Local people, being aware of the value of a secondary education for their children, were concerned at the inadequacy of the premises the students occupied. A purpose built school was needed. The Education Department was contacted and the Town Council promised to provide five acres of land and the community would raise £1,000 ($2,000).
After negotiation, the State Government drew up plans and arranged for a loan. The tender for the building of £4,499 ($9,000) from F. Fricker was accepted on September 5, 1922. The building was completed and ready for occupation on January 19, 1924 and school began within a few days with fifty-two students on the Attendance Register.
Sharing the Hall with the High School had always been seen as a temporary arrangement as Lodge members were keen to build a Masonic Lodge Room. When Bro. Yeomans offered a block of land for sale, the Lodge trustees were given approval to purchase.
At a meeting of the Executive Committee held in December 1913 the question of raising funds for the building was considered. The secretary was instructed to find out if it were possible for a loan to be arranged, and on what terms. This was not possible at the time. Being quite a new Lodge with little capital, the matter of erecting a building had to wait until finances allowed.
In 1920 Lodge members were getting ready to erect a Lodge Room on their land when the premises they shared with Quorn High School was offered for sale. Since 1878 James Henderson Howe had owned four adjoining blocks of land, one of which was No. 13. When he died on February 5, 1920 the properties passed to his heirs who offered all the blocks for sale. Knowing that the community was raising funds towards the erection of a High School building, brethren decided to bid for Lot 13. They were successful in obtaining it for £395.00 ($790).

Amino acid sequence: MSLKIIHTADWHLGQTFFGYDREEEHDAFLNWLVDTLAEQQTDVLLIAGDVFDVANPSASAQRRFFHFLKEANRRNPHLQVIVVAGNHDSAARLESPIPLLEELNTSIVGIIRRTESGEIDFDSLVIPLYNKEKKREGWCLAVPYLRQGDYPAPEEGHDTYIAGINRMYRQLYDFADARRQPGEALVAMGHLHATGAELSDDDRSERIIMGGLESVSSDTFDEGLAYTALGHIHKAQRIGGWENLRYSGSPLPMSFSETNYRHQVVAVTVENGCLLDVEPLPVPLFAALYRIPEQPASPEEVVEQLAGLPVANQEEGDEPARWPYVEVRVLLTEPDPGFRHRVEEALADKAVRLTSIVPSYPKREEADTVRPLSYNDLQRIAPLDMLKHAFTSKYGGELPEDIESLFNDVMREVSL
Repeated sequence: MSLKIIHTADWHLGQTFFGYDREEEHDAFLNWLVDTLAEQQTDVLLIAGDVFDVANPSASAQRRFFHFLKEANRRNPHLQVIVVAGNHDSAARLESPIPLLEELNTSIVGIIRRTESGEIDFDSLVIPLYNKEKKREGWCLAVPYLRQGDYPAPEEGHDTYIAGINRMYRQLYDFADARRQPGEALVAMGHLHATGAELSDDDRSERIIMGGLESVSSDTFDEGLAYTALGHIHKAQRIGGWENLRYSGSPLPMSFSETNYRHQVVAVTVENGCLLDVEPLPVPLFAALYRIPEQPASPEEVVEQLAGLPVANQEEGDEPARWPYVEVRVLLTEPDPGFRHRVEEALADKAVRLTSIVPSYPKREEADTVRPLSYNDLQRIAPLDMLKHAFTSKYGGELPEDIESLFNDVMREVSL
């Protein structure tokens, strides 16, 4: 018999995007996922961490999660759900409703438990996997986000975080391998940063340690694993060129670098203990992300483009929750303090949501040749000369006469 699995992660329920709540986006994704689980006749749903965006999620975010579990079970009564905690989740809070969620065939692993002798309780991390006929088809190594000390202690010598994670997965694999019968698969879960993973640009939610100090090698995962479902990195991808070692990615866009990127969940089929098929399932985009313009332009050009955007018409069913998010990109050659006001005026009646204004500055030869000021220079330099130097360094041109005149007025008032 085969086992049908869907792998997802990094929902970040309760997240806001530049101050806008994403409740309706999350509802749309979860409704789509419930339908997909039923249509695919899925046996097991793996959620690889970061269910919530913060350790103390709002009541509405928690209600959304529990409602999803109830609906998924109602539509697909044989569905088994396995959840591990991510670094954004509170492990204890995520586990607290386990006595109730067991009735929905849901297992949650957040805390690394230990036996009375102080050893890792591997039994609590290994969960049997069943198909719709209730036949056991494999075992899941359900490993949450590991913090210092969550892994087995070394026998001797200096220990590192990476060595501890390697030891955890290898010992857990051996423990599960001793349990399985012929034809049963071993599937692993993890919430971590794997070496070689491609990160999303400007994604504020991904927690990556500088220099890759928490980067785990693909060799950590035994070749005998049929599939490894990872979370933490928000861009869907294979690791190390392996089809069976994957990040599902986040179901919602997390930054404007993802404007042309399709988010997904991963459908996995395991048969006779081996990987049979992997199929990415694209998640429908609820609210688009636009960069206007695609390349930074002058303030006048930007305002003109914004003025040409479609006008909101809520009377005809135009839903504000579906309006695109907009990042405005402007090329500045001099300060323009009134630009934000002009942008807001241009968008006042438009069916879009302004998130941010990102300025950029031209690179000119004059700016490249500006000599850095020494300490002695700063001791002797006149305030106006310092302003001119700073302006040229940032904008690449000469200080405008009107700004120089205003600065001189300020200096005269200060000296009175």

The block of land previously purchased by the Lodge was sold for £85.0.0 ($170) and debentures were taken out for £600.00 ($1,200) to cover cost of the purchase and altering the Hall into a Lodge Room. The initial alteration was done by having the windows removed, the lower portion of the wall filled, and small windows placed higher up in the Masonic style. Traces of this work can be seen on the eastern wall today. Due to the expenditure of renovating the building, brethrens' subscriptions were increased from £1 to £1.5.0 ($2-$3) from July 1st.
In January 1921 the Education Department agreed to pay £1.0.0 ($2) per week for the High School to have continued use of the room, subject to Lodge having use of same for Lodge purposes on Friday evenings.